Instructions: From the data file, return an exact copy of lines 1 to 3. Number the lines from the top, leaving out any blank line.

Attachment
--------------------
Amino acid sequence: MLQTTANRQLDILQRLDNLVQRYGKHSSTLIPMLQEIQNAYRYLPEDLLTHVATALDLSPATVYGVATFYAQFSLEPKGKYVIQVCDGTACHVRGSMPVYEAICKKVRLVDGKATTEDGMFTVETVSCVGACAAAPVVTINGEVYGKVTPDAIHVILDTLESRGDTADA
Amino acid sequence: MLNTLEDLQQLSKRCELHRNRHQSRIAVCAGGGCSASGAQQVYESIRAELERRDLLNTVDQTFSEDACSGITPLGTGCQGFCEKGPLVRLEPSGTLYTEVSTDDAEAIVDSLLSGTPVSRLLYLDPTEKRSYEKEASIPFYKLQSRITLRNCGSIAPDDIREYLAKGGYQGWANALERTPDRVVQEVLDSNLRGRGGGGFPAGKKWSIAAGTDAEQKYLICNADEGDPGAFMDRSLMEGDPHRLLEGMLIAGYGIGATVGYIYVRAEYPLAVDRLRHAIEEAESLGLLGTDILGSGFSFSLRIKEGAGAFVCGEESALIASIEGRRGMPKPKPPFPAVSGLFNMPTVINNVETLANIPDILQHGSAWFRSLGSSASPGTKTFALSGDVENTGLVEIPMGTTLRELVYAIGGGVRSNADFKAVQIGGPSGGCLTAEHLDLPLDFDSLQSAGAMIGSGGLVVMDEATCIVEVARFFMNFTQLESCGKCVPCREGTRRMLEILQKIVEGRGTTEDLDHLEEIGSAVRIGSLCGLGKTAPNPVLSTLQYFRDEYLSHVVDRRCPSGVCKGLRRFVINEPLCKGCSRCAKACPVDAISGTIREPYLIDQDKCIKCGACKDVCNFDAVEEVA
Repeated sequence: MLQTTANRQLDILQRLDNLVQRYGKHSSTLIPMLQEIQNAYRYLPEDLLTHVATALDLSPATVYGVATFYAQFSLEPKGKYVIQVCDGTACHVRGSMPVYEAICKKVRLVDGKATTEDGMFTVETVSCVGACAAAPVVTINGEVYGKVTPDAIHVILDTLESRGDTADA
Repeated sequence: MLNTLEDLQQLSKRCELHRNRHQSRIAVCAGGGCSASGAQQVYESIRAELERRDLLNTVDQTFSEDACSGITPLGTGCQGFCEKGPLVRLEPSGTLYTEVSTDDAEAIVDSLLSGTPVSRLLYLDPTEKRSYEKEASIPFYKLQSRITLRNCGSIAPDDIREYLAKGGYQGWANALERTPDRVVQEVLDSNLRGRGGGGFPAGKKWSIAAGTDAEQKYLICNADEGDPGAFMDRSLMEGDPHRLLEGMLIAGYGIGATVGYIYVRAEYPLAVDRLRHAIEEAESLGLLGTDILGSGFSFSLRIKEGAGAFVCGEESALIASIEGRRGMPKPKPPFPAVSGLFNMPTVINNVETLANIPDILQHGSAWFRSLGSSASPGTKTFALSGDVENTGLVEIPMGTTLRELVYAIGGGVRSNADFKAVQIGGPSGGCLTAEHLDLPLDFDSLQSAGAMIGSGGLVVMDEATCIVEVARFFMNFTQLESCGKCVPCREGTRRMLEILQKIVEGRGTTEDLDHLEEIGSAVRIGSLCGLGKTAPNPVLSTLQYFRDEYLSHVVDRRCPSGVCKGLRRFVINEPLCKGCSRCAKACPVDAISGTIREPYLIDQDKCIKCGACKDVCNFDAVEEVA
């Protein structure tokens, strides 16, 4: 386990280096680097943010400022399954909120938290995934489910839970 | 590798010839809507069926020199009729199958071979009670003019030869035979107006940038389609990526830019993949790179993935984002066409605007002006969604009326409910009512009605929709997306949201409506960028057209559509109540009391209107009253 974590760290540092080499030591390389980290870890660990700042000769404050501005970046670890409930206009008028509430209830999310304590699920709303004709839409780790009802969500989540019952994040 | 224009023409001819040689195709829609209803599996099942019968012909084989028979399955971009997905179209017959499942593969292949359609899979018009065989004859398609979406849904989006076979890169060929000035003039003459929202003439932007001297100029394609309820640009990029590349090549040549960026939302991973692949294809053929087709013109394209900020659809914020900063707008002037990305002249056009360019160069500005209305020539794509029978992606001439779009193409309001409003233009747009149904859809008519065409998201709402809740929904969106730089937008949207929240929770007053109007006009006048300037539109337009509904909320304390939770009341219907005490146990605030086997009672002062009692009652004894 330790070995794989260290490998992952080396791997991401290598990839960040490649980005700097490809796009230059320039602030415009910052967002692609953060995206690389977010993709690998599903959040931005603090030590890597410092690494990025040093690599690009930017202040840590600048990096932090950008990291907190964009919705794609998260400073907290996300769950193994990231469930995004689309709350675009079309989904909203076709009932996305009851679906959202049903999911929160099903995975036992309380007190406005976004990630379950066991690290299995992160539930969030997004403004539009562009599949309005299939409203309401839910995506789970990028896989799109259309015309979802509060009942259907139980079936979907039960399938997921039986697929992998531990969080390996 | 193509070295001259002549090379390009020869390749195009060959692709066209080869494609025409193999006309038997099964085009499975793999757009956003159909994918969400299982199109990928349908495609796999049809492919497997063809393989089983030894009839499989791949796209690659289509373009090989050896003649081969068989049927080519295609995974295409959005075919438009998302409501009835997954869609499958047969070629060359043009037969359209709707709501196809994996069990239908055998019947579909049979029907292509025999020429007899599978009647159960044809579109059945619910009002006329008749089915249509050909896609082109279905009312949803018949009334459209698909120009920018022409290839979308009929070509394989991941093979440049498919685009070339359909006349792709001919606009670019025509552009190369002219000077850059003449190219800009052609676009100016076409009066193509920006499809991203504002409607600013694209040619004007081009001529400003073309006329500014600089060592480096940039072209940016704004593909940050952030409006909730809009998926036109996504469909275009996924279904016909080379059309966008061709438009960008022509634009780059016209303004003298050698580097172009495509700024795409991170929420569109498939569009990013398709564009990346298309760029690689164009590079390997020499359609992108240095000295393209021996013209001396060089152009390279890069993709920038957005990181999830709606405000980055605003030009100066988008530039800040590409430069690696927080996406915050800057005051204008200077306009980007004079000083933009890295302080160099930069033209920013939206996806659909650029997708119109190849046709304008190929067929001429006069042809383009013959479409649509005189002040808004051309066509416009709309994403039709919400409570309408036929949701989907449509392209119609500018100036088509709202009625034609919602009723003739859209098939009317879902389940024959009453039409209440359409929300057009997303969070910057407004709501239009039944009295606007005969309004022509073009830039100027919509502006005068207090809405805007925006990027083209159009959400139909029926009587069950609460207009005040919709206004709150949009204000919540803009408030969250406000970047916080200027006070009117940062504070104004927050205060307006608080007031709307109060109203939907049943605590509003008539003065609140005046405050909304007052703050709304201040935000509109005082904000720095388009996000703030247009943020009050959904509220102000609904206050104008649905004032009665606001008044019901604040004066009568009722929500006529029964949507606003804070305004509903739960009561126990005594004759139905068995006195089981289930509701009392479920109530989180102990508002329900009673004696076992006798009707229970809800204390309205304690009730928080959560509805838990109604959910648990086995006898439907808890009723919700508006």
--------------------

Amino acid sequence: MLQTTANRQLDILQRLDNLVQRYGKHSSTLIPMLQEIQNAYRYLPEDLLTHVATALDLSPATVYGVATFYAQFSLEPKGKYVIQVCDGTACHVRGSMPVYEAICKKVRLVDGKATTEDGMFTVETVSCVGACAAAPVVTINGEVYGKVTPDAIHVILDTLESRGDTADA
Amino acid sequence: MLNTLEDLQQLSKRCELHRNRHQSRIAVCAGGGCSASGAQQVYESIRAELERRDLLNTVDQTFSEDACSGITPLGTGCQGFCEKGPLVRLEPSGTLYTEVSTDDAEAIVDSLLSGTPVSRLLYLDPTEKRSYEKEASIPFYKLQSRITLRNCGSIAPDDIREYLAKGGYQGWANALERTPDRVVQEVLDSNLRGRGGGGFPAGKKWSIAAGTDAEQKYLICNADEGDPGAFMDRSLMEGDPHRLLEGMLIAGYGIGATVGYIYVRAEYPLAVDRLRHAIEEAESLGLLGTDILGSGFSFSLRIKEGAGAFVCGEESALIASIEGRRGMPKPKPPFPAVSGLFNMPTVINNVETLANIPDILQHGSAWFRSLGSSASPGTKTFALSGDVENTGLVEIPMGTTLRELVYAIGGGVRSNADFKAVQIGGPSGGCLTAEHLDLPLDFDSLQSAGAMIGSGGLVVMDEATCIVEVARFFMNFTQLESCGKCVPCREGTRRMLEILQKIVEGRGTTEDLDHLEEIGSAVRIGSLCGLGKTAPNPVLSTLQYFRDEYLSHVVDRRCPSGVCKGLRRFVINEPLCKGCSRCAKACPVDAISGTIREPYLIDQDKCIKCGACKDVCNFDAVEEVA
Repeated sequence: MLQTTANRQLDILQRLDNLVQRYGKHSSTLIPMLQEIQNAYRYLPEDLLTHVATALDLSPATVYGVATFYAQFSLEPKGKYVIQVCDGTACHVRGSMPVYEAICKKVRLVDGKATTEDGMFTVETVSCVGACAAAPVVTINGEVYGKVTPDAIHVILDTLESRGDTADA